I installed the latest version of Debian (netinstall).
I have the problem, that the terminal does not know commands like shutdown, reboot, and so on.
When I do whereis shutdown it tells me it is in /usr/sbin.

I fixed this on a different installation try by writing /usr/sbin into /etc/profile where the $PATH is written.
But this time it did not work.

I looked at this: https://wiki.debian.org/EnvironmentVariables, but either those files did not exist or I did not know where to put the path.
And doing export PATH=$PATH:usr/sbin is not permanent, it's gone after reboot, so that is garbage as well.

Edit: Wait, maybe I have to change the PATH in /etc/environment?!
I have to test this once I give Debian another try.

  • 1
    You usually don't have the sbin directories in the PATH for a regular user, since the stuff isn't that usable for a regular user. Though with Policykit or such, shutdown could be. So I guess an important part here is if it's just the search path or not -- does shutdown work for you if you run it as /usr/bin/shutdown? For the path, see e.g. How do I set a user environment variable? (permanently, not session)
    – ilkkachu
    Mar 24, 2021 at 11:11
  • 1
    I can do /usr/sbin/shutdown now as root, but I want to use the commands without the whole path like in Ubuntu of course... Mar 24, 2021 at 11:24
  • 4
    I notice that you use usr/sbin as the path, without the initial /. You may want to make sure that your path contains /usr/sbin rather than usr/sbin, and that /etc/profile is correct too. Note also that you probably want to mention what shell you're using too, as some shells don't care about /etc/profile (e.g. zsh).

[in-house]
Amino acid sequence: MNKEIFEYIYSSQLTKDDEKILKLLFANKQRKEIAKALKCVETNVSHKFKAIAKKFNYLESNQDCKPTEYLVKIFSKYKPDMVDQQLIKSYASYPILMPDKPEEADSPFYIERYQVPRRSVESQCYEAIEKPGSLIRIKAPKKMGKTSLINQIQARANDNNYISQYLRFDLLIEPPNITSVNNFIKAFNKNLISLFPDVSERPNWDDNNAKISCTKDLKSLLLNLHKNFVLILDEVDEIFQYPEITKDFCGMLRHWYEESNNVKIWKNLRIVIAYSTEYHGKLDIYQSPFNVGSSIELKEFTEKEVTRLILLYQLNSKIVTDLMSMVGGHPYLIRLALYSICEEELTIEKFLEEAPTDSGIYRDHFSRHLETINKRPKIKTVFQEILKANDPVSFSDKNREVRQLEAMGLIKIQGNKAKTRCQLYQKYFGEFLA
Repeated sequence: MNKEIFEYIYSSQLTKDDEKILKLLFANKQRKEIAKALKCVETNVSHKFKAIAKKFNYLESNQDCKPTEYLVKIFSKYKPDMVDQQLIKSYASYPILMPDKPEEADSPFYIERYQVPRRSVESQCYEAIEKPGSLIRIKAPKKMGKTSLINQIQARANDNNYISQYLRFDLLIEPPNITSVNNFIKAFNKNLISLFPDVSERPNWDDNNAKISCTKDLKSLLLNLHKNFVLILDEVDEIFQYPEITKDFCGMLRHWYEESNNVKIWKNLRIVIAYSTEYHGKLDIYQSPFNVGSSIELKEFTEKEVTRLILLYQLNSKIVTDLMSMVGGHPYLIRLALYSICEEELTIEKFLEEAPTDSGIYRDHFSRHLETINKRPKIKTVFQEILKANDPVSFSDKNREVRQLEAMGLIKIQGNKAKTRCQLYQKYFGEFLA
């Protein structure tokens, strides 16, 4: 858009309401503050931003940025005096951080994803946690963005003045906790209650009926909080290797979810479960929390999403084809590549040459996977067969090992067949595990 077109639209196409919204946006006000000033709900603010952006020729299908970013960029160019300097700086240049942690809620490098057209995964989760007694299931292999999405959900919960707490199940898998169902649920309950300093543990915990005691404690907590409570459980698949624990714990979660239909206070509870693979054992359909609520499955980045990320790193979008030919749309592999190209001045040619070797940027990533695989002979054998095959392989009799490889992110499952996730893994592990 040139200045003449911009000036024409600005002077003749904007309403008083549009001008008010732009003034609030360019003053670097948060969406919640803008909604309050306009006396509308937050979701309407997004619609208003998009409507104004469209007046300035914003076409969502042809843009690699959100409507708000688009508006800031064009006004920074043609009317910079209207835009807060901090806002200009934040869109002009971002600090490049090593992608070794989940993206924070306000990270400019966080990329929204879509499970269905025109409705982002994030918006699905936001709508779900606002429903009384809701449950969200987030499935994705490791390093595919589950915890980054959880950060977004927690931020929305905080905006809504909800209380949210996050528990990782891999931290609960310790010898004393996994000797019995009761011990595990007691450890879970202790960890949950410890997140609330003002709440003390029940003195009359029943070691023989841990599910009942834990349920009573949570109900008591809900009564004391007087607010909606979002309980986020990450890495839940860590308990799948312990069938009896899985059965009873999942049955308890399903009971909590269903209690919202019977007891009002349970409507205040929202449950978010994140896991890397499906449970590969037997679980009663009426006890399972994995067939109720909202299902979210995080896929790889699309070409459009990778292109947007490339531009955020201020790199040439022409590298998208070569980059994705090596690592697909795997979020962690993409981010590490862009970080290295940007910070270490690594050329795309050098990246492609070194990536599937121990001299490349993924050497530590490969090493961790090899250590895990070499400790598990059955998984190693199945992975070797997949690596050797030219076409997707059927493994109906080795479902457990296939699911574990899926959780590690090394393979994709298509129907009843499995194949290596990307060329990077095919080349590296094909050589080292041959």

– Kusalananda
    Mar 24, 2021 at 11:31
  • Note that with the latest debian you might prefer the systemd-way in the first place: systemctl poweroff - you could alias this.
    – FelixJN
    Mar 24, 2021 at 11:37
  • You will have to be more specific about what you did to /etc/profile to diagnose what you did wrong. Debian annoyingly defaults to only giving root sbin on the path, so I always remove the test for root from /etc/profile.
    – psusi
    Mar 24, 2021 at 18:16

5 Answers 5


Binaries in the /sbin and /usr/sbin directories are intended to be run only be superusers/sudoers. If you want to run anything in there, prefix your command with sudo. Your user will need to be a member of the sudoers group though.

$ sudo shutdown -P +0

For proof of concept, try which shutdown vs sudo which shutdown.

  • which shutdown outputs nothing. sudo which shutdown outputs: testuser is not in the sudoers file. This incident will be reported. Mar 25, 2021 at 8:41
  • 1
    That means your account isn't allowed to use sudo. If you're sure you want to, you can add the user to the sudo group with usermod -aG sudo <username>, but you'll have to do this on the root account (enter su to switch to the root account), or at least another account that can run sudo. Mar 25, 2021 at 11:38

Figured it out, you were on the right path with export PATH="$PATH:/usr/sbin". What you have to do is edit your .bashrc file, and put export PATH="$PATH:/usr/sbin" at the bottom, save, close. Then it'll work permanently.


SystemD, through the polkit auth agent allows you to execute those commands (shutdown/reboot...) transparently

systemctl poweroff

shuts down the system

You can even make a Bash alias

alias shutdown="systemctl poweroff"

And then use shutdown transparently


I have installed "sudo" in debian 11. Then I tried again "shutdown -r now" and the problem has solved.

  • Welcome to the site, and thank you for your contribution. Please note that your answer seems to reiterate what was already stated in the accepted answer, except for noting that you needed to install an additional package to implement it. As such, you should consider posting it as a comment below that answer (once you have sufficient reputation) or submit an edit suggestion.
    – AdminBee
    Nov 17, 2021 at 14:23

Debian - Unable to shutdown/reboot my Debian ("bash: shutdown: command not found")

Log as root and perform...

echo '
export PATH="$PATH:/usr/sbin"
' | tee -a /root/.bashrc

... or explicitly tell the su to set environment variable as if the user logs in directly...

su -


Add an user to the sudo group with

usermod -aG sudo <USERNAME>

Do this as root (or root capable) account.

[Ref(s).: https://unix.stackexchange.com/a/664942/61742 , https://superuser.com/a/1539749/195840 ]

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